Put respect on the Queen’s name
Queen Latifah’s recent performance of the Star-Spangled Banner during an NFL game between the Giants and Cowboys sent shockwaves across the internet. Despite her numerous singing accolades, it appeared that many were still unaware of her vocal prowess. Fans flooded social media with a mix of astonishment and reminders of her previous musical achievements.
One person on Twitter exclaimed, “People are JUST finding out that Queen Latifah sings? Have they not seen ‘Chicago’ or ‘Hairspray’? Or saw that she released two jazz albums? Or even when she played Bessie Smith in that HBO movie?”
Some folks had no shame in displaying their ignorance. One Twitter user commented, “Y’all dragging it lmao she is not famous enough for anything, especially singing, to do all this.”
Queen Latifah’s remarkable talent extends beyond singing; she is also one of the most influential female emcees in hip-hop, making her mark in a male-dominated industry and paving the way for other women to succeed. It’s unfortunate that some individuals in this generation may have shallow knowledge about the trailblazing Black icons who paved the way for their favorite female rappers today. Queen Latifah’s list of accomplishments speaks for itself, including an Oscar nomination, a Grammy, a Golden Globe, Screen Actors Guild Awards, NAACP Image Awards, and a Primetime Emmy. Put some respect on the Queen’s name.
Coco Gauff gives a shout out to her haters
At 19-years-old, Coco Gauff has achieved a historic milestone by becoming the youngest U.S. Open champion since Serena Williams won the event at age 17 in 1999. Not only did she make an indelible mark on the tennis world, but she also stood up against implicit anti-Black bias in American sports. During her victory speech, Gauff graciously acknowledged those who doubted her, stating, “Honestly, thank you to the people who didn’t believe in me… A month ago, I won a 500 title, and people said I would stop at that. Two weeks ago, I won a 1000 title, and people were saying that was the biggest it was going to get.” She emphasized her journey from winning a 500 title to a 1000 title, culminating in her triumphant moment with the U.S. Open trophy.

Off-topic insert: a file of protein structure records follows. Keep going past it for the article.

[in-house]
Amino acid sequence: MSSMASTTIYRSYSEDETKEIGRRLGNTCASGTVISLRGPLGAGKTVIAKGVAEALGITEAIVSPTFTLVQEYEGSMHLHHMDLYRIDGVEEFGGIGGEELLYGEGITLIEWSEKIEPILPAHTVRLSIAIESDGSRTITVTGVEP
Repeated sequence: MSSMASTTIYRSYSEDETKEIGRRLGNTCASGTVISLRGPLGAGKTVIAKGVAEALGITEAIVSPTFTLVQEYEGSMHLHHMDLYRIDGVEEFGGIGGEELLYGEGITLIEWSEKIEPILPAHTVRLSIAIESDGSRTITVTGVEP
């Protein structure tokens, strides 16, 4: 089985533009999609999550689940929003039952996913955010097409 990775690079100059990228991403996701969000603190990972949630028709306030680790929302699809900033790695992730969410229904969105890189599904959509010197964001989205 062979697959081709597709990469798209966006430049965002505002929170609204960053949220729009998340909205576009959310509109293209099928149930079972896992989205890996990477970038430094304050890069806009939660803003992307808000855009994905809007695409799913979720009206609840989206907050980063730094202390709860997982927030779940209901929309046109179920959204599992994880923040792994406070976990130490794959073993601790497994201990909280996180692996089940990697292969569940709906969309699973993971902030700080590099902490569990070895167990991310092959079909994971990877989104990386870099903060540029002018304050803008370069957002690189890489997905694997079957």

She radiated confidence and resilience, symbolizing the bright future of tennis. Gauff humbly credits her success to Serena and Venus Williams, who paved the way for young talents like her to believe in their dreams, highlighting the importance of representation and the enduring legacy of Black women in sports. Black women are one of one. They set the bar and the trends. And Black women’s resilience in the face of adversity needs to be a case study for a PhD dissertation. I can’t wait to see the growth this rising star will have in the years to come.
VP Harris hosts epic hip-hop house party at White House
Vice President Kamala Harris pulled out all the stops, bringing together over 400 guests for an unforgettable party honoring hip-hop’s 50th anniversary. With luminaries such as Lil Wayne, Common, Jeezy, Fat Joe, Remy Ma, Doug E. Fresh, Slick Rick, MC Lyte, and Wale performing their iconic hits on the front lawn of Harris’ residence in Washington D.C., the event was a dazzling spectacle of talent and culture.
The highlight of the night was the VP herself, who, clad in a vibrant 90s-inspired multicolored shirt and high-waisted pink pants, surprised everyone by dancing energetically to Q-Tip’s 1999 hit “Vivrant Thing.” Her moves and outfit perfectly captured the spirit of the occasion, showcasing the enduring influence and evolution of hip-hop over the decades. It was a night that left a profound impact and showcased the power of this cultural phenomenon. As fun as it was to experience this from the comforts of my laptop, it’s great to see the influence and growth this genre has throughout the years. They need to throw these parties every quarter and the Defender needs a special invite. That’s all I’m saying!